Using ordianary house fan on stove???

potbelly Posted By potbelly, Nov 28, 2006 at 8:28 PM

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  1. potbelly

    potbelly
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    Nov 28, 2006
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    Using ordinary house fan on stove???

    I recently got a wood burning stove knowing it was to small for my house.

    The stove is built for a 1,250ft and my home is 2,100 single story which is fine but I have been trying to maximize it’s efficiency by running an ordinary house fan on the chimney in hopes of retaining some of the heat before it escapes up through the roof….

    It was a bargain so I have no qualms about not getting one with fans but after spending hours goggling and researching I find that there is a big debate on whether fans even help or not but really nothing on just running an ordinary fan on it to help circulate the warmer air???

    I have tried it numerous ways…. On the floor from various positions (it has a heat shield on the back of stove and the back of the chimney) as well as placing it directly on the stove (protected) so that air flows upwardly towards the chimney….. I also have a ceiling fan that I use occasionally…….

    Am I wasting my time (and electricity) or is any of this helping???

    If it is of some help anyone have any idea what is the most efficient method?

    Fan on floor blowing cooler air directly onto stove?

    Or concentrating on the heat going up the chimneystack??

    Thnx for any insight
     
  2. MrGriz

    MrGriz
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    Oct 11, 2006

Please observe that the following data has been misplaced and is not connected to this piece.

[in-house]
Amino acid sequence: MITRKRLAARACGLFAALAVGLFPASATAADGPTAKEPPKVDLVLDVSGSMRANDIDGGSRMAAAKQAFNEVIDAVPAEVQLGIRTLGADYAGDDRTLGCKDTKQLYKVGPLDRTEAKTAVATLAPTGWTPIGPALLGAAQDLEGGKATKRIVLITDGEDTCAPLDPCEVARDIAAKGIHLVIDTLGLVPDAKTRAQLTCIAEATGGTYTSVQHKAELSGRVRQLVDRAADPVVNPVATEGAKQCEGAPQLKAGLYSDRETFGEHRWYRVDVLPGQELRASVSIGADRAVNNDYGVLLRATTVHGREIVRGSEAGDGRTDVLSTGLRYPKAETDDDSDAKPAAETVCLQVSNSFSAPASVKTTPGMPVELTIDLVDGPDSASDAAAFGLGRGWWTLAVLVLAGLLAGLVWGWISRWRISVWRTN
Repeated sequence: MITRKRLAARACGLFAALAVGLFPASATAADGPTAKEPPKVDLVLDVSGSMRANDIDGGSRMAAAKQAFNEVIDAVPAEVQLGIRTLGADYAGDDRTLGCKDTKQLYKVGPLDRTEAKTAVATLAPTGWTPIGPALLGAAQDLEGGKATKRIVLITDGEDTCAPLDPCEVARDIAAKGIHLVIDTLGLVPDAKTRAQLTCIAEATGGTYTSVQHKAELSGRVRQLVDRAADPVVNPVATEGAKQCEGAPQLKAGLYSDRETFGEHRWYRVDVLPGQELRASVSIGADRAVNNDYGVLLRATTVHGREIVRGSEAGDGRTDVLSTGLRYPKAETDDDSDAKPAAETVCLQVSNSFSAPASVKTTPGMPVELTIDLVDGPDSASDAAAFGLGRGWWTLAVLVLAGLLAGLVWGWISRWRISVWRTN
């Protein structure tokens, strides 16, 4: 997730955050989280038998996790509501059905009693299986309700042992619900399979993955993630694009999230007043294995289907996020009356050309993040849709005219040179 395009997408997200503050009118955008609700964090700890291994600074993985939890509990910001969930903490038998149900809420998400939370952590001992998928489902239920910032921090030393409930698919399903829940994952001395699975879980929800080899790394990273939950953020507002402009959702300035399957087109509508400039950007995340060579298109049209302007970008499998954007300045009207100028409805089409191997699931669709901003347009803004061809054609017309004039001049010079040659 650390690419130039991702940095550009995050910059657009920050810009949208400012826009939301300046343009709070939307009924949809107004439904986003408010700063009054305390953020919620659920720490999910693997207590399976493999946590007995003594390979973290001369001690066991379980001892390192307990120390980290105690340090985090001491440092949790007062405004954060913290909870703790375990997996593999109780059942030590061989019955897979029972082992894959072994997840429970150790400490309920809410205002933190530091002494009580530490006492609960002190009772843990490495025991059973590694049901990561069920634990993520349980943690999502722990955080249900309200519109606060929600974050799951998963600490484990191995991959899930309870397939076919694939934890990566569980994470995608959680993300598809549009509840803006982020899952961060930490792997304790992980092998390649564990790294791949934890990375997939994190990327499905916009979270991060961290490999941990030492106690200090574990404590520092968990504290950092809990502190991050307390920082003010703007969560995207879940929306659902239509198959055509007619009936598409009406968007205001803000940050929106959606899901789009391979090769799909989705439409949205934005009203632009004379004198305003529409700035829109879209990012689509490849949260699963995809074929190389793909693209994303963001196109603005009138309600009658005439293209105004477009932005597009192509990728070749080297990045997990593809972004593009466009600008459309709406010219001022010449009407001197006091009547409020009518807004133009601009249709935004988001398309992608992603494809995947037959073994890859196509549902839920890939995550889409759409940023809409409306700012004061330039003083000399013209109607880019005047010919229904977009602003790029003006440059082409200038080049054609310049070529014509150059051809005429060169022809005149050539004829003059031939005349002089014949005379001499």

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    I would think that it depends greatly on the layout of your house and the location of the stove. There have been many debates here about the best way to move warm air throughout the house. The one thing that stands out in my mind as working better than others is to move cold air back to the stove with a fan at floor level in a far end of the home. This should help start and keep the air rolling. I just started burning my insert and am going to begin experimenting with air movement.

    One thing that would concern me about blowing the fan on the chimney would be cooling the chimney temp too much and causing a creosote build up. If you do this I would keep an eye on the stack temperature. Remember that the fan will be drawing heat from your stove and could also affect (or is it effect) your burn. From what I understand, most fans do not come on until the insert or stove is over a minimum temperature.

    Just my .02, I'm sure that you will get some more advice.
     
  3. begreen

    begreen
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    Just getting some air circulation really helps. The fan doesn't need to be blowing a gale, low setting is fine. If you can convenietly point it at the stove blowing cooler air toward it, that should work. But so will a 4" muffin fan in a doorway corner. If the ceiling fan is in the same room, run it on low in reverse (blowing upward) for draft free circulation.
     
  4. Corey

    Corey
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    Nov 19, 2005
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    Without knowing all the circumstances, it is hard to say. But generally, the top of the stove is the hottest part, so anything you can do to direct air around and over that area will help extract more heat from the stove. This is assuming that you aren't pulling out so much heat that the draft is diminished or that secondary combustion is stopped (if you stove has that capability anyway).

    Corey
     
  5. potbelly

    potbelly
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    Nov 28, 2006
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    Thnx for the info........ I had not considered the creosote build up..

    My stove is on one end of the house (compromise with the wife) so the other side is pretty cold...

    I will try a small fan on the end and see if it helps.

    Thnx
     
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